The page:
Women of Reform Judaism Commends Reauthorization of the Violence Against Women Act


March 11, 2022 – In response to the reauthorization of the Violence Against Women Act in the omnibus government funding package, Rabbi Marla Feldman, Executive Director of Women of Reform Judaism, released the following statement:

We celebrate the long-overdue reauthorization of the Violence Against Women Act. For 28 years, the Violence Against Women Act (VAWA) has been one of the most effective means of addressing domestic and dating violence, sexual assault, and stalking in the United States. While we are disappointed the VAWA Reauthorization Act failed to close the “boyfriend loophole” to ensure that dating partners would be prohibited from owning a gun if convicted of domestic violence, the bill includes important enhancements to VAWA that respond to the growing needs of diverse populations, promote survivors' economic security and access to safe housing, invest in gender-based violence prevention programs, increase access to safety and justice for Native American survivors, and improve services for survivors.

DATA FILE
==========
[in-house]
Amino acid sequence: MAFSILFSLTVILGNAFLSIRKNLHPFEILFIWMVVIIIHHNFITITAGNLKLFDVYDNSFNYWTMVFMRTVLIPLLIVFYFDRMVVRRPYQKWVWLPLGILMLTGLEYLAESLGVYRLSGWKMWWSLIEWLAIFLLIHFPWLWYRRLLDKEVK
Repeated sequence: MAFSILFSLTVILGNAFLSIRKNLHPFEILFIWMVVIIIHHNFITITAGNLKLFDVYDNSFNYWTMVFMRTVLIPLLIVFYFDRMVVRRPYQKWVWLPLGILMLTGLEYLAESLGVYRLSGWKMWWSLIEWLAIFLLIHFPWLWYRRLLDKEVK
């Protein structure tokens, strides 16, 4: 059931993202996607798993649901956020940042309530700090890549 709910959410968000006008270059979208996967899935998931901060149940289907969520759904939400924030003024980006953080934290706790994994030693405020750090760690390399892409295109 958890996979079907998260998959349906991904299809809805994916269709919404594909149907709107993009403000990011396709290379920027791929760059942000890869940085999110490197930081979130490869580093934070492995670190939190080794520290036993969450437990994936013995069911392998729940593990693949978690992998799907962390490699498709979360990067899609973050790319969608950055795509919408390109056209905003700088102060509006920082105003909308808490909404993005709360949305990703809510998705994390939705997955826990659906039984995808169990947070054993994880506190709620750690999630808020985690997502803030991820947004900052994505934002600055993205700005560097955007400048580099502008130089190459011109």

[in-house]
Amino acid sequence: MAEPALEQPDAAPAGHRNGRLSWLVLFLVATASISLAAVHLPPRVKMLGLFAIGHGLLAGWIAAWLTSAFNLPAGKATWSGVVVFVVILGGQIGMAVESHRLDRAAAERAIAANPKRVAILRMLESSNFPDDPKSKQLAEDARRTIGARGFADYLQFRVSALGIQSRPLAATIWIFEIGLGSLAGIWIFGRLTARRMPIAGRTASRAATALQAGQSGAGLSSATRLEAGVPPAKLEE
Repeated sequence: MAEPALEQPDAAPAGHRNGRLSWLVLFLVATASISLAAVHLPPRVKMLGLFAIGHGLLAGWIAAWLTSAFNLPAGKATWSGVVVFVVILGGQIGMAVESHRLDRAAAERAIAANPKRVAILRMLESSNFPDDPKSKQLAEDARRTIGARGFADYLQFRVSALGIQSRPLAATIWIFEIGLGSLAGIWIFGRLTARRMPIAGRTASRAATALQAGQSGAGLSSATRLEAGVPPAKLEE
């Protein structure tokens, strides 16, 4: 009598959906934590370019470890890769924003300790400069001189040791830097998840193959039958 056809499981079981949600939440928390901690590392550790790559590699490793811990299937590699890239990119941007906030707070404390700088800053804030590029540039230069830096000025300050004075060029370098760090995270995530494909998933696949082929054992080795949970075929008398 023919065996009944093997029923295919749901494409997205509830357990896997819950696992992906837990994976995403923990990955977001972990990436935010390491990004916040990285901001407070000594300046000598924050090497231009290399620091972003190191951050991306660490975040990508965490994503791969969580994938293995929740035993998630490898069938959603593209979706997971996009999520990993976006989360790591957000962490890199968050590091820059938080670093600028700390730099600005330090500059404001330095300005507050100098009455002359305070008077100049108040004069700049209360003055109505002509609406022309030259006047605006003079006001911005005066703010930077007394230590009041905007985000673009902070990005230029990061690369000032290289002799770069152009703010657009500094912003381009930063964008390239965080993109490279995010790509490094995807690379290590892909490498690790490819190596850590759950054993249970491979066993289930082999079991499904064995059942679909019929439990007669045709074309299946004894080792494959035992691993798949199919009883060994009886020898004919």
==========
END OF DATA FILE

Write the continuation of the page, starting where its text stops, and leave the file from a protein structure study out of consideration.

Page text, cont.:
For decades, we and the broader Reform Movement have advocated for the prevention of violence and increasing access to services, safety, and justice for domestic violence survivors. Our Jewish tradition teaches us that the impact of personal injury, including sexual violence, is multidimensional: “One who injures another person is liable on five counts: for the injury itself, for pain, for healing, for loss of time, and for embarrassment” (Bava Kamma 8:1). The repercussions of such violence reverberate far beyond the specific moment of the act, such as lifelong trauma. Gender-based violence violates the Jewish belief in kavod ha’briyot, the fundamental dignity of every individual, and is a violation of the sanctity and wholeness of the body and health of another person.

We applaud the bipartisan group of congressional leaders and the Biden Administration for re-committing to preventing gender-based violence and protecting all survivors. We also commend all the advocates who have worked tirelessly for this legislation to be renewed. We will continue to advocate for Congress to build on this legislation and further protect victims of domestic violence including by closing the “boyfriend loophole.”

Women of Reform Judaism (WRJ) is a network of Jewish women working together to empower women and communities worldwide through the bonds of sisterhood, spirituality, and social justice. WRJ, founded in 1913, is the women’s affiliate of the Union for Reform Judaism, the central body of Reform Judaism in North America. For more information about WRJ, please visit our website at www.wrj.org